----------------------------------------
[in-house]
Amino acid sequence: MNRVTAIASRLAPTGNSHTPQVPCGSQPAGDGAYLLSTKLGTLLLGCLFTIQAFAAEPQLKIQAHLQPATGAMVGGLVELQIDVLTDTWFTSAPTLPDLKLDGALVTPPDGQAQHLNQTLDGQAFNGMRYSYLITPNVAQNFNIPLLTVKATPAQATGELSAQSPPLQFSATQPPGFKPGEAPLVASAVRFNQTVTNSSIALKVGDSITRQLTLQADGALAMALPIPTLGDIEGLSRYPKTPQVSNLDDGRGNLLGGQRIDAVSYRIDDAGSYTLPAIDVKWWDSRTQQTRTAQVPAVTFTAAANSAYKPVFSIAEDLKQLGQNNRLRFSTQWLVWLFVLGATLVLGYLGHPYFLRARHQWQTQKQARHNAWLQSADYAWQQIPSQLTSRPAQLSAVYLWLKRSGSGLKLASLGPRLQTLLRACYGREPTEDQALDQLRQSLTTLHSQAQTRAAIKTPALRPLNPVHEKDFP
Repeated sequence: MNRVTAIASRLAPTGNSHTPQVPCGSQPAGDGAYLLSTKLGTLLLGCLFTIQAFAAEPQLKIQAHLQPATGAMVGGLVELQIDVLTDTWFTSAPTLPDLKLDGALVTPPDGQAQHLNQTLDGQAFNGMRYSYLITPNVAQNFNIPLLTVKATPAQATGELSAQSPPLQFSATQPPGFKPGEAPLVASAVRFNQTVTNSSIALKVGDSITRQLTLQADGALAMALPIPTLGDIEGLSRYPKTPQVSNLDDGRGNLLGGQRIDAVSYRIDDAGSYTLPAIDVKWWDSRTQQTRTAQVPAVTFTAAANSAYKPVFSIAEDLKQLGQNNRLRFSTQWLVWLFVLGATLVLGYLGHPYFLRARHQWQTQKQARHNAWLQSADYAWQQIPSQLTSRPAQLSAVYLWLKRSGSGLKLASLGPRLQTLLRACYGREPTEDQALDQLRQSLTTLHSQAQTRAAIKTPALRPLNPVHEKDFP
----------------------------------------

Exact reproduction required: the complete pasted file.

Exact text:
[in-house]
Amino acid sequence: MNRVTAIASRLAPTGNSHTPQVPCGSQPAGDGAYLLSTKLGTLLLGCLFTIQAFAAEPQLKIQAHLQPATGAMVGGLVELQIDVLTDTWFTSAPTLPDLKLDGALVTPPDGQAQHLNQTLDGQAFNGMRYSYLITPNVAQNFNIPLLTVKATPAQATGELSAQSPPLQFSATQPPGFKPGEAPLVASAVRFNQTVTNSSIALKVGDSITRQLTLQADGALAMALPIPTLGDIEGLSRYPKTPQVSNLDDGRGNLLGGQRIDAVSYRIDDAGSYTLPAIDVKWWDSRTQQTRTAQVPAVTFTAAANSAYKPVFSIAEDLKQLGQNNRLRFSTQWLVWLFVLGATLVLGYLGHPYFLRARHQWQTQKQARHNAWLQSADYAWQQIPSQLTSRPAQLSAVYLWLKRSGSGLKLASLGPRLQTLLRACYGREPTEDQALDQLRQSLTTLHSQAQTRAAIKTPALRPLNPVHEKDFP
Repeated sequence: MNRVTAIASRLAPTGNSHTPQVPCGSQPAGDGAYLLSTKLGTLLLGCLFTIQAFAAEPQLKIQAHLQPATGAMVGGLVELQIDVLTDTWFTSAPTLPDLKLDGALVTPPDGQAQHLNQTLDGQAFNGMRYSYLITPNVAQNFNIPLLTVKATPAQATGELSAQSPPLQFSATQPPGFKPGEAPLVASAVRFNQTVTNSSIALKVGDSITRQLTLQADGALAMALPIPTLGDIEGLSRYPKTPQVSNLDDGRGNLLGGQRIDAVSYRIDDAGSYTLPAIDVKWWDSRTQQTRTAQVPAVTFTAAANSAYKPVFSIAEDLKQLGQNNRLRFSTQWLVWLFVLGATLVLGYLGHPYFLRARHQWQTQKQARHNAWLQSADYAWQQIPSQLTSRPAQLSAVYLWLKRSGSGLKLASLGPRLQTLLRACYGREPTEDQALDQLRQSLTTLHSQAQTRAAIKTPALRPLNPVHEKDFP